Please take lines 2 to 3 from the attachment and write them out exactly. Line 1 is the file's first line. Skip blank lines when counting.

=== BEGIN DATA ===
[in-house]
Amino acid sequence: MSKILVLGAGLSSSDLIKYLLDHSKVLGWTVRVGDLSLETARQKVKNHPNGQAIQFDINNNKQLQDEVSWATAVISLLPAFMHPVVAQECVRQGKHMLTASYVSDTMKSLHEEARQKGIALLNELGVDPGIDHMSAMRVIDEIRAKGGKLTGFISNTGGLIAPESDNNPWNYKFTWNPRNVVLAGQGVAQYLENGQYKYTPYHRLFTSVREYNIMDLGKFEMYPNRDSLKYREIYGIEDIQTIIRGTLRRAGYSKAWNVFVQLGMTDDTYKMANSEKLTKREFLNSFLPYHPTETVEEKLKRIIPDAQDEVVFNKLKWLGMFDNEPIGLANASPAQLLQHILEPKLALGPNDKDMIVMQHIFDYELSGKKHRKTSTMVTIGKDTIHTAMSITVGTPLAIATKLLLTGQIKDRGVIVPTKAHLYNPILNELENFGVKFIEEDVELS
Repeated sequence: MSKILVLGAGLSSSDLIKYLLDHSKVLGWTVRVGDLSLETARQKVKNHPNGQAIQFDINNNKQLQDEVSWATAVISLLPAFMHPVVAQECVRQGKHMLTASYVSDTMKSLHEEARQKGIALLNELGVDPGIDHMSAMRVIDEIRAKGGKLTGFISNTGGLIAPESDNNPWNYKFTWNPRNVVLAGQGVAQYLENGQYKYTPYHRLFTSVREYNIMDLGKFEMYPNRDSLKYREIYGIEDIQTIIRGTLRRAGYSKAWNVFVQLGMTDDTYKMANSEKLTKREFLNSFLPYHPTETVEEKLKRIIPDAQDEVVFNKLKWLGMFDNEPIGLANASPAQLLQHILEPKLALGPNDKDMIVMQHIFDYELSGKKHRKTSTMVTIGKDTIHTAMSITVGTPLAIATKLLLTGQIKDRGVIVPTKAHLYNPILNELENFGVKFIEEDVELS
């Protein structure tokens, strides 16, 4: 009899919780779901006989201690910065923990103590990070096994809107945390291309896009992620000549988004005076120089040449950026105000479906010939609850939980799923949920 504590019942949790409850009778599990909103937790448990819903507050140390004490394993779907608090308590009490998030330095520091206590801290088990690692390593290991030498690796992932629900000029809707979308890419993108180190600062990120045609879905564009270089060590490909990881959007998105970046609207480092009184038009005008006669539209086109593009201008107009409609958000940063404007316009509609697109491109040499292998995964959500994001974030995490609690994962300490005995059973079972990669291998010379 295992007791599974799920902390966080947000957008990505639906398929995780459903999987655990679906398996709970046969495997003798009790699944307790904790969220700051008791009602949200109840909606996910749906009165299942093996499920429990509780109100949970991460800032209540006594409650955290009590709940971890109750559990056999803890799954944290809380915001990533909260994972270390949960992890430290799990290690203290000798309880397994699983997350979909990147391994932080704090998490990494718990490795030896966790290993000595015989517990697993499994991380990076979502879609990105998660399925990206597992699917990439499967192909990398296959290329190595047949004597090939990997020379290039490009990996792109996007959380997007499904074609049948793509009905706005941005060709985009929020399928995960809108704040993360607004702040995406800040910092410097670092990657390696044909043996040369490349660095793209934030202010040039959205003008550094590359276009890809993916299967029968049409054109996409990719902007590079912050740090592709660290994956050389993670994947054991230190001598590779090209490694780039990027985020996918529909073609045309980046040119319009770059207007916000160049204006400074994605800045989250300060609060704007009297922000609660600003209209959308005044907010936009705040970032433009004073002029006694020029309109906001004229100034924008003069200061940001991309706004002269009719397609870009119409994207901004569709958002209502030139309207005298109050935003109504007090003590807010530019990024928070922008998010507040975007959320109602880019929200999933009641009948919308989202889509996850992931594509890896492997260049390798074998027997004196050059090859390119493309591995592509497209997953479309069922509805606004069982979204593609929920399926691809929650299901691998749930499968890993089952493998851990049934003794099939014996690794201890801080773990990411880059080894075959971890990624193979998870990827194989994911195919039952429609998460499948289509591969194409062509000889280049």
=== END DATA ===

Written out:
Amino acid sequence: MSKILVLGAGLSSSDLIKYLLDHSKVLGWTVRVGDLSLETARQKVKNHPNGQAIQFDINNNKQLQDEVSWATAVISLLPAFMHPVVAQECVRQGKHMLTASYVSDTMKSLHEEARQKGIALLNELGVDPGIDHMSAMRVIDEIRAKGGKLTGFISNTGGLIAPESDNNPWNYKFTWNPRNVVLAGQGVAQYLENGQYKYTPYHRLFTSVREYNIMDLGKFEMYPNRDSLKYREIYGIEDIQTIIRGTLRRAGYSKAWNVFVQLGMTDDTYKMANSEKLTKREFLNSFLPYHPTETVEEKLKRIIPDAQDEVVFNKLKWLGMFDNEPIGLANASPAQLLQHILEPKLALGPNDKDMIVMQHIFDYELSGKKHRKTSTMVTIGKDTIHTAMSITVGTPLAIATKLLLTGQIKDRGVIVPTKAHLYNPILNELENFGVKFIEEDVELS
Repeated sequence: MSKILVLGAGLSSSDLIKYLLDHSKVLGWTVRVGDLSLETARQKVKNHPNGQAIQFDINNNKQLQDEVSWATAVISLLPAFMHPVVAQECVRQGKHMLTASYVSDTMKSLHEEARQKGIALLNELGVDPGIDHMSAMRVIDEIRAKGGKLTGFISNTGGLIAPESDNNPWNYKFTWNPRNVVLAGQGVAQYLENGQYKYTPYHRLFTSVREYNIMDLGKFEMYPNRDSLKYREIYGIEDIQTIIRGTLRRAGYSKAWNVFVQLGMTDDTYKMANSEKLTKREFLNSFLPYHPTETVEEKLKRIIPDAQDEVVFNKLKWLGMFDNEPIGLANASPAQLLQHILEPKLALGPNDKDMIVMQHIFDYELSGKKHRKTSTMVTIGKDTIHTAMSITVGTPLAIATKLLLTGQIKDRGVIVPTKAHLYNPILNELENFGVKFIEEDVELS